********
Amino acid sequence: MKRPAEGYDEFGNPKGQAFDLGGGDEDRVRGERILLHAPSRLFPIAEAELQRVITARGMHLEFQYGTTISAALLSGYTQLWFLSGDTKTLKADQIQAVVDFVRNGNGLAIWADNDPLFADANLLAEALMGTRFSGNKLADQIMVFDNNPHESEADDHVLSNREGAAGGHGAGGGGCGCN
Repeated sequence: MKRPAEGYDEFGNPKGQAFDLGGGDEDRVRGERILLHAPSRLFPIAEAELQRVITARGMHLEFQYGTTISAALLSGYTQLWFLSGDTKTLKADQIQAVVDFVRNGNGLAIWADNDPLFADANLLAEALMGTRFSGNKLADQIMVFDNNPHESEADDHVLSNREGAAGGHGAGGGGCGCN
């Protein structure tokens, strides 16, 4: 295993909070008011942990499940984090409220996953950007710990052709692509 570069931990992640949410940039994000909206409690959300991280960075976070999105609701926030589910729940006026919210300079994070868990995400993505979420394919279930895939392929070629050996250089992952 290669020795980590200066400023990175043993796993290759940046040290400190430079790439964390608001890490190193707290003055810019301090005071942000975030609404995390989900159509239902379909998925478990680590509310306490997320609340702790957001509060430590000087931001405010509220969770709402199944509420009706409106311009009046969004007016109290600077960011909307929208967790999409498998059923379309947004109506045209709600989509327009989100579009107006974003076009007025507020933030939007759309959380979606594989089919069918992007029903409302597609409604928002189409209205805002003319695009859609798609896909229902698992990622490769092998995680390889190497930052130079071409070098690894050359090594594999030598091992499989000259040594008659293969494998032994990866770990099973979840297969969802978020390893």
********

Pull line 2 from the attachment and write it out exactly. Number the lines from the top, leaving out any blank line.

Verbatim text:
Repeated sequence: MKRPAEGYDEFGNPKGQAFDLGGGDEDRVRGERILLHAPSRLFPIAEAELQRVITARGMHLEFQYGTTISAALLSGYTQLWFLSGDTKTLKADQIQAVVDFVRNGNGLAIWADNDPLFADANLLAEALMGTRFSGNKLADQIMVFDNNPHESEADDHVLSNREGAAGGHGAGGGGCGCN